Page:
“The question to ask is, where did the Telegraph engage in junk or yellow journalism in its effort to get to the truth of the information that it had obtained from some sources?”
Could it have been practicing junk journalism when it promised to follow up on the Commissioner and other officials?
In the meantime, the WAEC has stated its side, saying in a statement that the Telegraph story was misleading.
“For the avoidance of doubt, the Council wishes to state that the results of candidates of Rivers State origin were released alongside those of other candidates on Monday, November 2, 2020.
“The West African Examinations Council, therefore, urges the Rivers State Government, schools and candidates, parents, and other stakeholders in Rivers State to please ignore the publication.
“WAEC remains a globally recognized assessment body and would not want to be drawn into any form of controversy.”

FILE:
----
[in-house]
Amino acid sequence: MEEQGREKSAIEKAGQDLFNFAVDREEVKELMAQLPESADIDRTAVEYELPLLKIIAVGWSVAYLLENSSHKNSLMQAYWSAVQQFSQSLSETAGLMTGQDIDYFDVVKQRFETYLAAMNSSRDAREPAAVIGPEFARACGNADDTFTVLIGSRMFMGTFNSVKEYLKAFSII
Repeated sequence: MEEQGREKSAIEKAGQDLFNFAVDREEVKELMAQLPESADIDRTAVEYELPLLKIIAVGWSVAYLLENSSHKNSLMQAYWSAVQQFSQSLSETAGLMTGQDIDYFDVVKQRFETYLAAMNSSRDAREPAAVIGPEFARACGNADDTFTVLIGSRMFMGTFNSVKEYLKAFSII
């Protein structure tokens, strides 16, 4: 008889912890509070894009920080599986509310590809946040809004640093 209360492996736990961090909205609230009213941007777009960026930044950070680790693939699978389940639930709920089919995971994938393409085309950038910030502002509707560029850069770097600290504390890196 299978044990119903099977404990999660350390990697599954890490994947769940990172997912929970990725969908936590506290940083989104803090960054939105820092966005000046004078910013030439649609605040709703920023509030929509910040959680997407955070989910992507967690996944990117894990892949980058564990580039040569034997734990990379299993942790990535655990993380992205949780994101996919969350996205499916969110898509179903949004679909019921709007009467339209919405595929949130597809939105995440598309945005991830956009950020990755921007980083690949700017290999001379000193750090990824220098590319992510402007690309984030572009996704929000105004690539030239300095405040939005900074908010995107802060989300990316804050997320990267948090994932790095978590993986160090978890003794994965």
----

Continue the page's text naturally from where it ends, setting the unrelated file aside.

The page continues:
But there was a basic issue that the examining body stressed, “The Rivers State Government is not in any way indebted to the Council. The results of candidates from the State were never, and are not, being withheld as alleged.”
“There is no such thing as mass withholding of results of students who wrote the last WAEC examination in public schools in the State for failure of Rivers State Government to meet its financial obligations. In fact, candidates who wrote the last WAEC examination in public schools in the State are accessing their results”, the statement by the Ministry of Education said.
Expressing shock over the attempt to link the report to political interests that are opposed to the Government, the Telegraph reiterated, “Our belief in fairness and objectivity which remain major canons in the practice of credible journalism led us to embark on efforts that we made.
“We are distressed by the imputation made by the Commissioner of Education whom we tried to reach to tie our report to politics.
“The Publisher of the Port Harcourt Telegraph is a journalist and a politician. The Telegraph is not.
“The Telegraph is a public trust and a watchdog devoted to the finest ideals of journalism practice. The Telegraph does not play politics and will not play politics.”